For both novice and experienced gardeners alike, growing spring onions is a great idea. They can be thrown into a range of dishes such as salads, to add a delicious flavour. Spring onions tick all the right boxes to be an essential spring and summer crop to hand.
However, despite their common name, spring onions can be sown anytime from March to September. Sometimes even as late as October. Provided they are sown in the ideal conditions.
Get ready to grow in time for a spring harvest…
When sowing later in the season (September – October), the best seeds to use are White Lisbon. This variety of spring onions are highly popular among gardeners. Mainly because this particular type of spring onion performs very well when overwintered.
In fact, White Lisbon spring onions are so winter hardy they received an RHS Award of Garden Merit for it. They are also great for gardeners who are struggling for space or budget. These plants are quite affordable as seeds and work well when grown in containers.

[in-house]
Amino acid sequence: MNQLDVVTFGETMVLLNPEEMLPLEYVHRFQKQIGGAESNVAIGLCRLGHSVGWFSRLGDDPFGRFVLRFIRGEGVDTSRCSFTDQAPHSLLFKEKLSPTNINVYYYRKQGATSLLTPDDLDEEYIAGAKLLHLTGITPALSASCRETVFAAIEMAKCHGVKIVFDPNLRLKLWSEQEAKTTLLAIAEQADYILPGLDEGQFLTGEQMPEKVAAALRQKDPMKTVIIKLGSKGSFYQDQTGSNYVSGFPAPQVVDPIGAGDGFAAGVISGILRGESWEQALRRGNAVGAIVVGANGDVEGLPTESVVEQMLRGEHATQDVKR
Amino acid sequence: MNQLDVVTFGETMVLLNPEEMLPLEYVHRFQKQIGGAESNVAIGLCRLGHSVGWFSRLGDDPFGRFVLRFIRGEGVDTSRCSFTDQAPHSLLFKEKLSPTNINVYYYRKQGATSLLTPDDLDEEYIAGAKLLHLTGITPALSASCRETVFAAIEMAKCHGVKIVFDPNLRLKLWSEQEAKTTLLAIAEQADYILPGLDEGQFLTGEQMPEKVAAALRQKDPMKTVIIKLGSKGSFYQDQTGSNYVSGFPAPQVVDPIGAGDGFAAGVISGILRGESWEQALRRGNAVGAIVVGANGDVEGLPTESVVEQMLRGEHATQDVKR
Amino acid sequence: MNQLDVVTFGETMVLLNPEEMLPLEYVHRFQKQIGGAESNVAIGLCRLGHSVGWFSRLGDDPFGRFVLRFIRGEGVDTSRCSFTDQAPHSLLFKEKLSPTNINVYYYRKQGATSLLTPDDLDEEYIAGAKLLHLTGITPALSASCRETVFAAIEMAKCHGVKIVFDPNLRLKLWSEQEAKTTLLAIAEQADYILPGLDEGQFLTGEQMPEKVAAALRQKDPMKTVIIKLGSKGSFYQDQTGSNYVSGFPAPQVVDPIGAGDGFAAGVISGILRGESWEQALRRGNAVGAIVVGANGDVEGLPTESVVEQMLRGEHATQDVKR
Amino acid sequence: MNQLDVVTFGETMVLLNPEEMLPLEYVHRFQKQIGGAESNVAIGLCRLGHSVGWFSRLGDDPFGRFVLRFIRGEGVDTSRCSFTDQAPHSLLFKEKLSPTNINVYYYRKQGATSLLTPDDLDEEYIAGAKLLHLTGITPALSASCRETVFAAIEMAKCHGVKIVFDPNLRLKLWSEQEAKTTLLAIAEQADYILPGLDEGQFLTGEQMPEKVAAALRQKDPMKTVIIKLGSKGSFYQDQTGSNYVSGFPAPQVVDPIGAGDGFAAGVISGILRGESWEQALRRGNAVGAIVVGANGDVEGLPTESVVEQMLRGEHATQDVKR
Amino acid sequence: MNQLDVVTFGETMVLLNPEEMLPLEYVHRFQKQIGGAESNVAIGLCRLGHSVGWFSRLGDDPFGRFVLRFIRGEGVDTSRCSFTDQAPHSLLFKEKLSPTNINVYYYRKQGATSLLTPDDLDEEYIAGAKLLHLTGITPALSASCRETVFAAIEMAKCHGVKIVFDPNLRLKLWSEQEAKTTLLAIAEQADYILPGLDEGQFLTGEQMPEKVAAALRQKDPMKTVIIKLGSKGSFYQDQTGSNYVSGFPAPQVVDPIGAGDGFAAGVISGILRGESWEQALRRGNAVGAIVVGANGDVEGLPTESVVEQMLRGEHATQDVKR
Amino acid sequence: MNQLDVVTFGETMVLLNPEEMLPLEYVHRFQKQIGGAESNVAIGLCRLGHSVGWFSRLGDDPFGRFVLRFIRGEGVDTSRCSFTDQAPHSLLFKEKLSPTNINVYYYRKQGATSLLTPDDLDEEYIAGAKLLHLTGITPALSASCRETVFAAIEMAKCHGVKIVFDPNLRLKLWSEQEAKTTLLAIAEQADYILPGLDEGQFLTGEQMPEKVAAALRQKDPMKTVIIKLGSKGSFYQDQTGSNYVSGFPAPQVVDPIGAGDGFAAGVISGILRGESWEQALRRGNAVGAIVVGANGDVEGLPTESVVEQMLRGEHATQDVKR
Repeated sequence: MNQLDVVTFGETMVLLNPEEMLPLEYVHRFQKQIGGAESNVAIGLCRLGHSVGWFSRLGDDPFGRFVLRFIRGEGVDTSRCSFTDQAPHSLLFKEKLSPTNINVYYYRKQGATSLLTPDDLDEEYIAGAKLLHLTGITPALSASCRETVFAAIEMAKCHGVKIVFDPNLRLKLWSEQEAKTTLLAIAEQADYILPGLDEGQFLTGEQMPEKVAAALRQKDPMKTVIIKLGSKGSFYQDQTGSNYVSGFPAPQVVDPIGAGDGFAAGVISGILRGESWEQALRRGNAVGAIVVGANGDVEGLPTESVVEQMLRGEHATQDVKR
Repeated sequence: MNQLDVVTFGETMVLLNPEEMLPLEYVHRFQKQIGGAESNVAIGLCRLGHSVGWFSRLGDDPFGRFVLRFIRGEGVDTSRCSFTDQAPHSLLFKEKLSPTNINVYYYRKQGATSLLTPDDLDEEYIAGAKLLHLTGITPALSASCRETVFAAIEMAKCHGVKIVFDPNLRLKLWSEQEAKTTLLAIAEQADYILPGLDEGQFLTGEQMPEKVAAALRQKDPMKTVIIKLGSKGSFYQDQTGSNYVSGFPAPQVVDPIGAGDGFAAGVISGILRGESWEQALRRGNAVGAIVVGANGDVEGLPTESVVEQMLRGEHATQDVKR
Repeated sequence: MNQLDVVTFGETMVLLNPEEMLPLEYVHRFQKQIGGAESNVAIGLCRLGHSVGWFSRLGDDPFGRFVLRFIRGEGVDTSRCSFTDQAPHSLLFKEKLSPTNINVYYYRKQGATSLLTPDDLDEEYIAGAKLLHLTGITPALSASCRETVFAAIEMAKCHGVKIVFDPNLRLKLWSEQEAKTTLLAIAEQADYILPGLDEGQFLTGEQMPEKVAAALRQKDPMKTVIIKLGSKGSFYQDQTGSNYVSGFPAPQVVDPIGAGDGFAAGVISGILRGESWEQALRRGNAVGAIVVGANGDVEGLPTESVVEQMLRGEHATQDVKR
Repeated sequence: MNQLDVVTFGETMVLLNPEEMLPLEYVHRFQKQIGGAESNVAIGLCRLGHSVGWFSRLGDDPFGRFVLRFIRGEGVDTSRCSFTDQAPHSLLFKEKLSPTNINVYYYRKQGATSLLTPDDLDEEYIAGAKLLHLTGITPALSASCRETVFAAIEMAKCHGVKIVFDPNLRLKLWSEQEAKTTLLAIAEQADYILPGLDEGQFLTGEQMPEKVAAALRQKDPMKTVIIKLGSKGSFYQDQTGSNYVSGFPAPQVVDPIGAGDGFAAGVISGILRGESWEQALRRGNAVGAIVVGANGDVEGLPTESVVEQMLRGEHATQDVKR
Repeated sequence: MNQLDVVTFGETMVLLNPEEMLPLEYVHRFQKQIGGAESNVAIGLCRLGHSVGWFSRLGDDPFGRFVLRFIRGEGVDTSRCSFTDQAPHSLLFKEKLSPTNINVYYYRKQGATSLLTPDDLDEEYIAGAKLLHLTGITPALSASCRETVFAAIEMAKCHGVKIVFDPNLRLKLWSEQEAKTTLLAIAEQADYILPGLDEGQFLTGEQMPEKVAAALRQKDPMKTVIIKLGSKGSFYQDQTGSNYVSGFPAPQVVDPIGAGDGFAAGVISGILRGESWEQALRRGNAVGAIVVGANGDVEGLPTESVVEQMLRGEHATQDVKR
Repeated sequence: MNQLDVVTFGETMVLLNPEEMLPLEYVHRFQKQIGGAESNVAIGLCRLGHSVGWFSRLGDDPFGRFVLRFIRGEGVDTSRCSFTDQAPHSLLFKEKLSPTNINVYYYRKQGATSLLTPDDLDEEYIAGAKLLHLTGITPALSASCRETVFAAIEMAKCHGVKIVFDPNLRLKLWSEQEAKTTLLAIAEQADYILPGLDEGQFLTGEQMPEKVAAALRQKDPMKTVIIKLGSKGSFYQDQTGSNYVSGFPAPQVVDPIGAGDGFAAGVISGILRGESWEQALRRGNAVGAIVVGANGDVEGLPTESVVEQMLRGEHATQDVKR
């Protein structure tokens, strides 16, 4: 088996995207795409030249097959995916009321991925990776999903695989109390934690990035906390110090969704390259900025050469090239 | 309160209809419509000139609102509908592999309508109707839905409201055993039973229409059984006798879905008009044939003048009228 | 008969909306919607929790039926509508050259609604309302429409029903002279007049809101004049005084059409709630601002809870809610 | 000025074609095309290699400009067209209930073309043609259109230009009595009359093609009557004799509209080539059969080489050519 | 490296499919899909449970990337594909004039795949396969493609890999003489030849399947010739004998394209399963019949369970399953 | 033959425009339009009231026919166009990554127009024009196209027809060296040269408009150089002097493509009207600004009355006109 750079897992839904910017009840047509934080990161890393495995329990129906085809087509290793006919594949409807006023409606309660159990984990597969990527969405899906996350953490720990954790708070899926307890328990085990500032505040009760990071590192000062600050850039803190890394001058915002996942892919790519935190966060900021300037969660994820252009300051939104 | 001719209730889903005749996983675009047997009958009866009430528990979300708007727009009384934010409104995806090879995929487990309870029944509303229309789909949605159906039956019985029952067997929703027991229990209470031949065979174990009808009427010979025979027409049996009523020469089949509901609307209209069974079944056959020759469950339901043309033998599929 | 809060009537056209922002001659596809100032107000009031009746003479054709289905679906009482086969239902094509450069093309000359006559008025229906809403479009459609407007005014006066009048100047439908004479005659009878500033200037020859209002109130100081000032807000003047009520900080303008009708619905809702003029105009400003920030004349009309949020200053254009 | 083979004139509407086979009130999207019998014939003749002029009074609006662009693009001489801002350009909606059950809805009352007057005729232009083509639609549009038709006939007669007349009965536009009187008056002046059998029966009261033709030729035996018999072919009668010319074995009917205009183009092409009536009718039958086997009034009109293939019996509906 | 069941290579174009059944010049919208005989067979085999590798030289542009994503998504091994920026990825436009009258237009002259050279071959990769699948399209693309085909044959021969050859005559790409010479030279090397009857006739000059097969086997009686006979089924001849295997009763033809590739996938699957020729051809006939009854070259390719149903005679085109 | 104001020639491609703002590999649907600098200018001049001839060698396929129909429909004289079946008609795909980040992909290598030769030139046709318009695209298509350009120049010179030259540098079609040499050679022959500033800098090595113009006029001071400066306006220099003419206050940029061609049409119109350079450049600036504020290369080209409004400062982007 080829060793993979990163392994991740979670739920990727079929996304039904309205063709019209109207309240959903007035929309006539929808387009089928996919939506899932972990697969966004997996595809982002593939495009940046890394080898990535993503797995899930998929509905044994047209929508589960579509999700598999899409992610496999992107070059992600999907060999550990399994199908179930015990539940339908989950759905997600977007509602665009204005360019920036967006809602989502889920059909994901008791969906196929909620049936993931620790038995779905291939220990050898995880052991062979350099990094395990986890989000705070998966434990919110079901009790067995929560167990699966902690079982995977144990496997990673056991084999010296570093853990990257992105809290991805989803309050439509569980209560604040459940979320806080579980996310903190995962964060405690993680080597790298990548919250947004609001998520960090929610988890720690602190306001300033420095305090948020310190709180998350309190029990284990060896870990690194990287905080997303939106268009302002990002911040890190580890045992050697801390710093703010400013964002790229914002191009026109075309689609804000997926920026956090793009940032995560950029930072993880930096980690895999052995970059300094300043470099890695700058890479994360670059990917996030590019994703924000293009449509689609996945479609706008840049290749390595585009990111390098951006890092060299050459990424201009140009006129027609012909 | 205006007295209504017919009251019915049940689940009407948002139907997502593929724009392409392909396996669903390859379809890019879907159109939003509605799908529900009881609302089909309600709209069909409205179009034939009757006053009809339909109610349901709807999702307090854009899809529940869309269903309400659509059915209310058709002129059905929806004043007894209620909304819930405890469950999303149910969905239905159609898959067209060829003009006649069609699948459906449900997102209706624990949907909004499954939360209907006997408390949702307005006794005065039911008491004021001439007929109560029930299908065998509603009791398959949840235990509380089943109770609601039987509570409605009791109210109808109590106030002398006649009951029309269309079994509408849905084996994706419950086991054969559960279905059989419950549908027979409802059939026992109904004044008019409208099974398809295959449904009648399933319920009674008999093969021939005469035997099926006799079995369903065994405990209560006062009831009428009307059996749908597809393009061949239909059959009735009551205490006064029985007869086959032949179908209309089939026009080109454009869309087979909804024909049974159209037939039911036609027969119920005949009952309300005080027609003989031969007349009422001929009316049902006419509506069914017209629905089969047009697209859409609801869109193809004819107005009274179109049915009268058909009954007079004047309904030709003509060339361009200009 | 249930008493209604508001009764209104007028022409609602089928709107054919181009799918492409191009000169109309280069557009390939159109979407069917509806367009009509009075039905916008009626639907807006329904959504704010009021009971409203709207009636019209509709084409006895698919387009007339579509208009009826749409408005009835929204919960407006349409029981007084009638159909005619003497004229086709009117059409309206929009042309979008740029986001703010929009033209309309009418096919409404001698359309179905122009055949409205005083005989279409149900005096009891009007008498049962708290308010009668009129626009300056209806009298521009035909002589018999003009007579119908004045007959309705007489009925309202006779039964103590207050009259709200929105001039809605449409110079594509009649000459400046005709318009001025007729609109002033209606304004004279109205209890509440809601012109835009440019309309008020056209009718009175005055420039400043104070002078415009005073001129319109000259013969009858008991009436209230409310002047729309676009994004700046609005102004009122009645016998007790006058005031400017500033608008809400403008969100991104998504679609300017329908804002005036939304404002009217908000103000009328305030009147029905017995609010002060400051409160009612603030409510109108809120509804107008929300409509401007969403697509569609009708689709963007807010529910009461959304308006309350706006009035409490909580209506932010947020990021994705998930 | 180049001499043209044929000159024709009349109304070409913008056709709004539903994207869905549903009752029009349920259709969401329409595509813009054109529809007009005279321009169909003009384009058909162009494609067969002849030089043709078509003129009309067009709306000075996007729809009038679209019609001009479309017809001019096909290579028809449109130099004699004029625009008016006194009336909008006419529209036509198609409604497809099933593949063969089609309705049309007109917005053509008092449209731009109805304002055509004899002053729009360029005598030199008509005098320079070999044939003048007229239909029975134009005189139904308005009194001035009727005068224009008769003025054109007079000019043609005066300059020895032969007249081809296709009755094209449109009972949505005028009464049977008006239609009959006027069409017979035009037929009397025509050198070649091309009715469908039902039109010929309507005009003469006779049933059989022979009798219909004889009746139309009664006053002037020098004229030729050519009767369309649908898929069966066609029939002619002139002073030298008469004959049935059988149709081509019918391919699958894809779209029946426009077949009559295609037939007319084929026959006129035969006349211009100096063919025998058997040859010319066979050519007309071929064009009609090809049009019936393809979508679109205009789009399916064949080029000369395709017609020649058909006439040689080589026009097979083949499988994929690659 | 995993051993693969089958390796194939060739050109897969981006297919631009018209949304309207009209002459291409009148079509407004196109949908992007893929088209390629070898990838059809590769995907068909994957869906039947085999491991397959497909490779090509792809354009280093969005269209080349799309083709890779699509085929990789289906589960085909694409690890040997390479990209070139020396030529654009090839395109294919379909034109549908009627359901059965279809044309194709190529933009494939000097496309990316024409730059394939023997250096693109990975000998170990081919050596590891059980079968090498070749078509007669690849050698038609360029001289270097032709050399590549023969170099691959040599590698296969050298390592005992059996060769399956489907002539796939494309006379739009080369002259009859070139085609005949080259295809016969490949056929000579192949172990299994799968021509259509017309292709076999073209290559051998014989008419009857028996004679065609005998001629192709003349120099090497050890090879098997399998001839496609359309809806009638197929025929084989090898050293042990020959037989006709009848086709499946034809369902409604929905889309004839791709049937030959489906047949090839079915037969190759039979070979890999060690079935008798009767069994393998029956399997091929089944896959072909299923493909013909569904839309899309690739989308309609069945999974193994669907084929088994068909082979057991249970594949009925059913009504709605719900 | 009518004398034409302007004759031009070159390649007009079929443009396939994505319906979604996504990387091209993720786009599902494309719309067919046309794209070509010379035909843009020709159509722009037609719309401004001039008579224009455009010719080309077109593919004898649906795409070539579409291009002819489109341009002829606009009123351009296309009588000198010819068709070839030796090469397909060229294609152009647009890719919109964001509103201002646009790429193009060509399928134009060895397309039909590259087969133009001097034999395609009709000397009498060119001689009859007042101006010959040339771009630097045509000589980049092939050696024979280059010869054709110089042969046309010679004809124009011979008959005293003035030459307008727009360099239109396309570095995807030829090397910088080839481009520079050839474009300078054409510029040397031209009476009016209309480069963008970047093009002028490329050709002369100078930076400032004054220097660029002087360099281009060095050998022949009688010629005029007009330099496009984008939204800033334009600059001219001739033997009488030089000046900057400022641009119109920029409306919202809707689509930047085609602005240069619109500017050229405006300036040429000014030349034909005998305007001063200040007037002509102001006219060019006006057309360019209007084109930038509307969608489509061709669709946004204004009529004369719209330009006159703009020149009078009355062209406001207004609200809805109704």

October is the final chance to sow spring onions for a spring harvest. So, now is the perfect time to share top tips for sowing and growing White Lisbon spring onions.
How to Sow and Grow Spring Onions
- – We recommend beginners to sow indoors in October because plants and seedlings are sensitive to the potential frosty weather.
- – Sow seeds in trays of compost ½ an inch deep, covering them with ¼ inch of compost.
- – Keep the seeds moist and within a temperature between 15 to 18 °C.
- – They should start to germinate from 7 to 14 days.
- – Sow seeds thinly into shallow drills 1.5cm deep, with rows spaced 30cm apart.
- – Water and keep the seed’s environment moist.
- – Once the seeds have germinated and developed into a substantial young plant, cover them with cloches.
Please note that once transplanting spring onions outdoors, they should be spaced 30cm apart as per sowing outdoor instructions.
Discover More Growing Guides:
Spring Onions Cultivation and Care
Make sure the growing area is free of weeds.
If weeds establish in the growing positions, the spring onion plants will suffer in their yield potential due to competing for water, nutrients and space to grow.
Spring onions need to be well watered throughout their growth. This is because of their short root length.
By keeping them well watered, you sustain them to ensure they produce the best quality crops. Even during cold but dry periods throughout winter.